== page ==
Residents slam developer's "wanton vandalism" destroying Medieval landmark
- Credit: CRAG
Congresbury residents have locked horns with a housing developer for its decision to remove chunks of a historic medieval meeting point to make room for housing.
Vistry has set about ripping apart the much-loved 'Mansbury Mound', a limestone outcrop used as a play area by generations of kids in the village.
The Congresbury Residents Action Group (CRAG) claims a Grampian condition was set by North Somerset's previous council, forbidding work to begin before a public footway had been installed.
“The former North Somerset Council should never have allowed a development of this size in a narrow lane." Says Mary Short, chair of the CRAG.
"Residents have quite rightly opposed the development and have suffered years of planning blight as a result.”
Another nearby resident, Susan Hibberd, described the works as "an act of wanton vandalism for developers to start destroying a much loved and historic feature of the village landscape when their ability to conform with planning conditions is still in doubt.”
Vistry has planned on building 50 homes off Wrington Lane for more than five years but has been deterred by the caveat stating a public footpath was to be built before work could be done.
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The development will include two, three, four and five-bedroom properties, 15 of which will be classed as affordable housing.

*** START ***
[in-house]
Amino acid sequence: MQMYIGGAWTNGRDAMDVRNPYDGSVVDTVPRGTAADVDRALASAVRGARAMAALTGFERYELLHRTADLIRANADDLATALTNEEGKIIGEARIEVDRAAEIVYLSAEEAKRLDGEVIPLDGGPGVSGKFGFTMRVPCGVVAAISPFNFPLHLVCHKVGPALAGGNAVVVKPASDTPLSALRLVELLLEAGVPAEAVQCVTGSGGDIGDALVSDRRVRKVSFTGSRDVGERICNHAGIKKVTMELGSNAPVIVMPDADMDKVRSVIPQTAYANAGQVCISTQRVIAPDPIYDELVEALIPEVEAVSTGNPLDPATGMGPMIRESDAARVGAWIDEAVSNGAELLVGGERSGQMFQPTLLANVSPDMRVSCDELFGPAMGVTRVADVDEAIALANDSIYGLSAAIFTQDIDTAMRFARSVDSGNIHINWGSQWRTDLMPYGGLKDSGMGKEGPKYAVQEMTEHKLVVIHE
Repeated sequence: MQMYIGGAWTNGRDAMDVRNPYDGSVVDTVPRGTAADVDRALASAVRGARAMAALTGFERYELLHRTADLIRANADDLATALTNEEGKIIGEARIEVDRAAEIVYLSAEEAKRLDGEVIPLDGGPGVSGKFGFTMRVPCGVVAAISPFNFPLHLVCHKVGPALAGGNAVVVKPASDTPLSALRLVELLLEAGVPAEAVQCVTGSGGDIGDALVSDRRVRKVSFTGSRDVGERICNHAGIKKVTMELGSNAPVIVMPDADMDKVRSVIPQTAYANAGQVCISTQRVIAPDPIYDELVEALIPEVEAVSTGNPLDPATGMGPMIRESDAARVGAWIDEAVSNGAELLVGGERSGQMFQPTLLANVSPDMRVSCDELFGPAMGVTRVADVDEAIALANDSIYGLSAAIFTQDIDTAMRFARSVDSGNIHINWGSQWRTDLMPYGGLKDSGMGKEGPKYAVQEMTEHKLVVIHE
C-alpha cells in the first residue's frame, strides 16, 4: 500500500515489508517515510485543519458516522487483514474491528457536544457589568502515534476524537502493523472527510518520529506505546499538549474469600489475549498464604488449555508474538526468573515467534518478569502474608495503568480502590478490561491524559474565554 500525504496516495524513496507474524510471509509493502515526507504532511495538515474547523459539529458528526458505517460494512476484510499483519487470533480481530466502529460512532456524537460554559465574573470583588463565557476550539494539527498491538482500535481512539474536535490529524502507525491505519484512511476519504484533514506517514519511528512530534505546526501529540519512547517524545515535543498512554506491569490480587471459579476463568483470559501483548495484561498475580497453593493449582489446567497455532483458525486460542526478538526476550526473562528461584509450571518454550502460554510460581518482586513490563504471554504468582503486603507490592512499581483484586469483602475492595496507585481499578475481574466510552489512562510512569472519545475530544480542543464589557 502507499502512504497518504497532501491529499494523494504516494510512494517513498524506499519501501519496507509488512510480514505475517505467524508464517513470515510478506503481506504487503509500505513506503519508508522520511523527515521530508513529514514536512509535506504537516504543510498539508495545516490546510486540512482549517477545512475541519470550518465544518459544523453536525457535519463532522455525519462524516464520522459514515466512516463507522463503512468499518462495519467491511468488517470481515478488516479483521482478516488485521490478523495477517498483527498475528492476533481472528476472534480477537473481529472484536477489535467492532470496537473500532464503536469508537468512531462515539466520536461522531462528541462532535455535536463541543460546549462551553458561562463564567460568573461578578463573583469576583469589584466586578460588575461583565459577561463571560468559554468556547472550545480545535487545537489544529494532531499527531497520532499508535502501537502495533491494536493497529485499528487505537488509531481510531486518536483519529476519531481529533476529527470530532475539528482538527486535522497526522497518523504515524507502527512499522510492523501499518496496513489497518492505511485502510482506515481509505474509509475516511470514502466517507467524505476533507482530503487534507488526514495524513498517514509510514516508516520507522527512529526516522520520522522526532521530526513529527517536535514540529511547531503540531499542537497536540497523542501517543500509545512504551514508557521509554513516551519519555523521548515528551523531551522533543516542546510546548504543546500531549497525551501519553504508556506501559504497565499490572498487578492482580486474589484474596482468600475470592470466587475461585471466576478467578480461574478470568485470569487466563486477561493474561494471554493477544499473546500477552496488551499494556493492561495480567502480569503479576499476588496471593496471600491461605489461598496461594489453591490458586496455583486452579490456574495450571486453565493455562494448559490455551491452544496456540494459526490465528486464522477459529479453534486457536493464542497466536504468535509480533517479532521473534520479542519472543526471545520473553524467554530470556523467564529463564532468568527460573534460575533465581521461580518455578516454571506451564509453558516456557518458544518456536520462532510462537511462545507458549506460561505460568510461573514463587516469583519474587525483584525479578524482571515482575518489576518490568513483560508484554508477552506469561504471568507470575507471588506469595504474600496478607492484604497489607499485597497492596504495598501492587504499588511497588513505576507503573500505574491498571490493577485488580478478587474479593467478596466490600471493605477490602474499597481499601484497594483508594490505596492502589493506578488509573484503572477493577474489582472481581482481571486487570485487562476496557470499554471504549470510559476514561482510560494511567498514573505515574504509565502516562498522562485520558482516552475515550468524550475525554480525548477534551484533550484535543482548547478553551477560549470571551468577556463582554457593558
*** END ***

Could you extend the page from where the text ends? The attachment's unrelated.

Last week, the company started to slice away at the mound to make room for the homes with planning consent.
A spokesperson said: "We will be installing the off-site footway before any residential homes are built.
"Enabling works, including earthworks, roads and sewers, are currently being carried out in accordance with the planning consent.
"We have written to residents and, as approved by the local authority and archaeologists, will be reducing the rock outcrop as agreed in the planning conditions.”
Vistry insists these plans have been scrutinised through all the proper channels, a claim which North Somerset Council agrees with.
A spokesperson for the council told the Mercury: "We understand the developers are preparing to carry out works in accordance with the planning permission that has been granted.
"The residents are in dispute with the developers over the ownership of land to improve the footway and this is currently being investigated."